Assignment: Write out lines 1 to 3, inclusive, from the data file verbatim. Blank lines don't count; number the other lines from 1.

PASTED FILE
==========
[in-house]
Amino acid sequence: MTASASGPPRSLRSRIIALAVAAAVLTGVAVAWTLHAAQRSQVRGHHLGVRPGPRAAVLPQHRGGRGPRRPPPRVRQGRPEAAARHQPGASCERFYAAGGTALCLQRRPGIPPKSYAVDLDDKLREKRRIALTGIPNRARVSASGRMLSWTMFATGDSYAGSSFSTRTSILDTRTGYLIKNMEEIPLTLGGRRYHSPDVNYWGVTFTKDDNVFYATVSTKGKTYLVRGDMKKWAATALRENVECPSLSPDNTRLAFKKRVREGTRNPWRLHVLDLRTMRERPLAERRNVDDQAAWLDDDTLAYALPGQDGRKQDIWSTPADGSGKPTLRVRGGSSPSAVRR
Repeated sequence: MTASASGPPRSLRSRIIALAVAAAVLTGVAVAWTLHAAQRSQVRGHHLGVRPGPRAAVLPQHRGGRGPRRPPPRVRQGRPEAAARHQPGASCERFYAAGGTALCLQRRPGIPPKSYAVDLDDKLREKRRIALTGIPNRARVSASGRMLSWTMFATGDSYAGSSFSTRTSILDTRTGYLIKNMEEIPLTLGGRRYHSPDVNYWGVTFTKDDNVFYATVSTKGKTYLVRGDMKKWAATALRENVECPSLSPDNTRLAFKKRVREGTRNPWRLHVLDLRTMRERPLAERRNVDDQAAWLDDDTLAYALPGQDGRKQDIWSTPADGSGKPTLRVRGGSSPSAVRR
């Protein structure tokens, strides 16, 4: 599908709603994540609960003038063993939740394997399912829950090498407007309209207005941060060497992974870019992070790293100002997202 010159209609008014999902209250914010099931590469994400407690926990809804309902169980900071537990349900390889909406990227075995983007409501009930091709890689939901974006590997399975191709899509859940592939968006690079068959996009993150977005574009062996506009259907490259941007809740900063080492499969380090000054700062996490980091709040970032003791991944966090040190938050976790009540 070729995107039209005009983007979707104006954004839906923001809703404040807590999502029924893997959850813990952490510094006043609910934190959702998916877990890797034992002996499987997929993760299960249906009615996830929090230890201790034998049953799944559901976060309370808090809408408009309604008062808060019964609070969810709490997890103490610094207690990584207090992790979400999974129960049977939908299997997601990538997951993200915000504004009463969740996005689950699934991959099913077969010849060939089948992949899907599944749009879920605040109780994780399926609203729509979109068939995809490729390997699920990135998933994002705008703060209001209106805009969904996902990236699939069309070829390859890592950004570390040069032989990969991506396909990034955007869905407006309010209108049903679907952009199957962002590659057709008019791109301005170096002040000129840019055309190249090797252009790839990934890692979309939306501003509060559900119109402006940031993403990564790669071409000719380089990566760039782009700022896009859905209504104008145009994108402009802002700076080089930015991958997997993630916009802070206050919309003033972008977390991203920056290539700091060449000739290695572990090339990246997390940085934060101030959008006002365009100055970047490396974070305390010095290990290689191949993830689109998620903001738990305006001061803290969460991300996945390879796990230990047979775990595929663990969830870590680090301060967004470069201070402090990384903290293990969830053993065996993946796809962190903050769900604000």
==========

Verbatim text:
[in-house]
Amino acid sequence: MTASASGPPRSLRSRIIALAVAAAVLTGVAVAWTLHAAQRSQVRGHHLGVRPGPRAAVLPQHRGGRGPRRPPPRVRQGRPEAAARHQPGASCERFYAAGGTALCLQRRPGIPPKSYAVDLDDKLREKRRIALTGIPNRARVSASGRMLSWTMFATGDSYAGSSFSTRTSILDTRTGYLIKNMEEIPLTLGGRRYHSPDVNYWGVTFTKDDNVFYATVSTKGKTYLVRGDMKKWAATALRENVECPSLSPDNTRLAFKKRVREGTRNPWRLHVLDLRTMRERPLAERRNVDDQAAWLDDDTLAYALPGQDGRKQDIWSTPADGSGKPTLRVRGGSSPSAVRR
Repeated sequence: MTASASGPPRSLRSRIIALAVAAAVLTGVAVAWTLHAAQRSQVRGHHLGVRPGPRAAVLPQHRGGRGPRRPPPRVRQGRPEAAARHQPGASCERFYAAGGTALCLQRRPGIPPKSYAVDLDDKLREKRRIALTGIPNRARVSASGRMLSWTMFATGDSYAGSSFSTRTSILDTRTGYLIKNMEEIPLTLGGRRYHSPDVNYWGVTFTKDDNVFYATVSTKGKTYLVRGDMKKWAATALRENVECPSLSPDNTRLAFKKRVREGTRNPWRLHVLDLRTMRERPLAERRNVDDQAAWLDDDTLAYALPGQDGRKQDIWSTPADGSGKPTLRVRGGSSPSAVRR